CEOs are Sustainability Change-makers: NBS-SA Report

(3BL Media/Justmeans) – CEOs have the ultimate responsibility to lead, inform and manage the implementation of their company’s strategic goals and business plans. To make a transition to a more sustainable world, CEOs must play a crucial role by integrating ESG factors into corporate decision-making, and commit to structure their governance processes and business practices in line with a vision to improve global sustainability.

To provide insights into decision-making in the C-Suite, the Network for Business Sustainability South Africa (NBS-SA) has released a comprehensive report titled CEO Decision-Making for Sustainability. The report offers an in-depth examination of the key question: Why do some CEOs make the shift towards incorporating sustainability into strategy – and what holds others back?

The report draws valuable inputs from a review of prior work on CEO decision-making and from interviews capturing the practical experiences and insights of 84 CEOs, chairpersons and board members, executive team members, and internal and external change agents on integrating sustainability into strategy.

The report answers critical questions on the factors that impact CEO decision-making for sustainability and key barriers that prevent some of them from prioritizing sustainability. It outlines actions for change agents to support their CEOs, and analyzes the characteristics of effective sustainability change agents.

From their interactions with the CEOs, the researchers found that the CEOs’ professional and personal experiences and connections, the degree to which they are broad scanners of information, and their own personal biases and worldviews shaped their readiness to engage in conversations about sustainability.

CEOs pointed to both the internal and external contexts of the business as key moderators of their decision-making. They mentioned three other factors that, at the end of the day, guided their decision-making. These include: the need to demonstrate performance, the aim to be seen as a good steward of the company, and the desire to leave a personal legacy.

Researchers found that CEOs in companies that were more actively integrating sustainability into their core strategic processes were more likely to describe themselves as broad environmental scanners. What differentiated these leaders was not just that they read widely, but what they read and how they made use of it.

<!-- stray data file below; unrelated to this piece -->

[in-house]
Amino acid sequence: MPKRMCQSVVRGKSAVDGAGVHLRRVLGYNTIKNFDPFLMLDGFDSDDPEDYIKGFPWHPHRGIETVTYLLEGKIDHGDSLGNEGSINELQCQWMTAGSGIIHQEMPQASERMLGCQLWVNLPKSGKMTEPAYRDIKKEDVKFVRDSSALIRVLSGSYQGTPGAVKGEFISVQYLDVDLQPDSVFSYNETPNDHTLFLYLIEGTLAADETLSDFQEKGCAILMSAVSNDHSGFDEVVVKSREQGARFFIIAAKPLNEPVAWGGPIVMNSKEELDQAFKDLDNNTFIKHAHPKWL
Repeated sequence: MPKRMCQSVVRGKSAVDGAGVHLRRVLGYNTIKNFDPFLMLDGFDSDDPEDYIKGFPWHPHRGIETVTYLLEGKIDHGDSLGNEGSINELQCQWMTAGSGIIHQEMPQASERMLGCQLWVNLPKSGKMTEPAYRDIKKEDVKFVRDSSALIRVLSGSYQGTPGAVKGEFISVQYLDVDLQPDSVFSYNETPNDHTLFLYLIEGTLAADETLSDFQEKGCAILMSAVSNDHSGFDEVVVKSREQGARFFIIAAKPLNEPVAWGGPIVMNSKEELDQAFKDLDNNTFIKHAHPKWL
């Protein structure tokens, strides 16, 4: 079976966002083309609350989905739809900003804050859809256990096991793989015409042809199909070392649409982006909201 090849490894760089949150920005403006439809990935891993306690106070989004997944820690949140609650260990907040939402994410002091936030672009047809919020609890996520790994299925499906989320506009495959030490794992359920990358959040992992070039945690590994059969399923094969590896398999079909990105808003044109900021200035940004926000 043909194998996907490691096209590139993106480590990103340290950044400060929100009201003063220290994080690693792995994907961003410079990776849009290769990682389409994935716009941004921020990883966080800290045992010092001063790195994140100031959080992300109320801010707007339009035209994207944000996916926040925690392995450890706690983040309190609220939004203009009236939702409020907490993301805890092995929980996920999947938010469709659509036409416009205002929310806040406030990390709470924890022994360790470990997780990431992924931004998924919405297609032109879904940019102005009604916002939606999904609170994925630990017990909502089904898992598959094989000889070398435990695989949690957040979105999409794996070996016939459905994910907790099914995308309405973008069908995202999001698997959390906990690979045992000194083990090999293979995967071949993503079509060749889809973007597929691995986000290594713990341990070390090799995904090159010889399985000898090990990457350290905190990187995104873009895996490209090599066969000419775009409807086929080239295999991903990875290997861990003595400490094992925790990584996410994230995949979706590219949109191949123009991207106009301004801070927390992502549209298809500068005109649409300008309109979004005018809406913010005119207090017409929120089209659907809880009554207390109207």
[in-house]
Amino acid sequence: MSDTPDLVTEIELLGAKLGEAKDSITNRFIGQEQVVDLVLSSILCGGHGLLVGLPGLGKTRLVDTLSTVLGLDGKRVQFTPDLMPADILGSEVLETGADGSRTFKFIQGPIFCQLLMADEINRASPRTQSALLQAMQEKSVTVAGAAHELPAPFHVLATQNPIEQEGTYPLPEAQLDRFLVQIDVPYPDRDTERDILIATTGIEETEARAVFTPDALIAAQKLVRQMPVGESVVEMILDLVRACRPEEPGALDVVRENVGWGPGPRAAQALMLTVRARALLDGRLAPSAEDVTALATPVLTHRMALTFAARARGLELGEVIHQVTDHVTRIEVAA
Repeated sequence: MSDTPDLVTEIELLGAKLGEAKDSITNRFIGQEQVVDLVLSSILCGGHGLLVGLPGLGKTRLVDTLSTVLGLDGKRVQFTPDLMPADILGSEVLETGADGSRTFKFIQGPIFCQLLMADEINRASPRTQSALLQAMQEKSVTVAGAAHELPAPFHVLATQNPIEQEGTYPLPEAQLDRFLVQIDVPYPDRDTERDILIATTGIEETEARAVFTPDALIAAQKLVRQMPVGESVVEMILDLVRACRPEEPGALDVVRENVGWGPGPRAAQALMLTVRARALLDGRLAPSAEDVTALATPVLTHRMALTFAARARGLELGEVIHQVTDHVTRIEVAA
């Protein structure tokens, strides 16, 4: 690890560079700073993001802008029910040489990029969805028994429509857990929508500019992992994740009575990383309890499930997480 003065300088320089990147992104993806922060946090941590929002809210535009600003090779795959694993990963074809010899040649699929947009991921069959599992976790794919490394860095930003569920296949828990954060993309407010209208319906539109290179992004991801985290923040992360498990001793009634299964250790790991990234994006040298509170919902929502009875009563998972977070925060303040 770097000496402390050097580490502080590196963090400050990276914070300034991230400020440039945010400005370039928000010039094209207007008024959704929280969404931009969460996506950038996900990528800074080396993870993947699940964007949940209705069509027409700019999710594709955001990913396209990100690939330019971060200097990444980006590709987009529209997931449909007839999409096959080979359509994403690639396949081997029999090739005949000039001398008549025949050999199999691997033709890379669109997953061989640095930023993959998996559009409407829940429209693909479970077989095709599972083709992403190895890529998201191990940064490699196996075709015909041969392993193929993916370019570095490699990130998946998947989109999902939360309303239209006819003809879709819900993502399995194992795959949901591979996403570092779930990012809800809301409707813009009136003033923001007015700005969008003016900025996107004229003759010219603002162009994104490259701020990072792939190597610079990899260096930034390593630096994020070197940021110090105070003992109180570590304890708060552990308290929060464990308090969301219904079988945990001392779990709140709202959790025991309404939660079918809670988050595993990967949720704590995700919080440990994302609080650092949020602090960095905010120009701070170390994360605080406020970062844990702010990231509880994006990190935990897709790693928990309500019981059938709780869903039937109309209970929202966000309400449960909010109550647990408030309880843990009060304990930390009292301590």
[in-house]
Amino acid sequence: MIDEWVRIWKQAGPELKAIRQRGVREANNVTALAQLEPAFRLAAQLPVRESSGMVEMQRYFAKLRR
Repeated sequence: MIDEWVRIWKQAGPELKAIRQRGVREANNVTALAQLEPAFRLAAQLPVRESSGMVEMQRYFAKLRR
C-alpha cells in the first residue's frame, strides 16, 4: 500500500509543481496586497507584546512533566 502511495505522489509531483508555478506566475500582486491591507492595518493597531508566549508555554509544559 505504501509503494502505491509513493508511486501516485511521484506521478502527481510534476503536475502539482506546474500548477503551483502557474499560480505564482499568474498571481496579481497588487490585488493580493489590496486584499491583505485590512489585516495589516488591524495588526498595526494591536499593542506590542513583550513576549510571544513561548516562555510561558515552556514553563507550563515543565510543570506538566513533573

These leaders described how they actively seek out and incorporate resources that address “big issues” and “big opportunities” in the world today and how this knowledge shapes their approach to the running the business. They also pointed to the need to seek out and draw on a range of voices and perspectives.

The researchers also examined what it is that holds some CEOs back from prioritizing sustainability. A sequence of three answers surfaced repeatedly in the discussions with CEOs:

  • “I didn’t know enough about environmental and social issues.”
  • “I wasn’t able to make a clear link to why this mattered for my business.”
  • “I could understand the link, but there were competing priorities.”

The report points out that change agents can support the CEOs and help to catalyze better decision-making around sustainability. They can help them to create strong business cases for sustainability, create opportunities for them to experience sustainability issues first-hand, enable them to learn from influential peers, and leverage the interests of key stakeholders to promote sustainability.

Source: NBS

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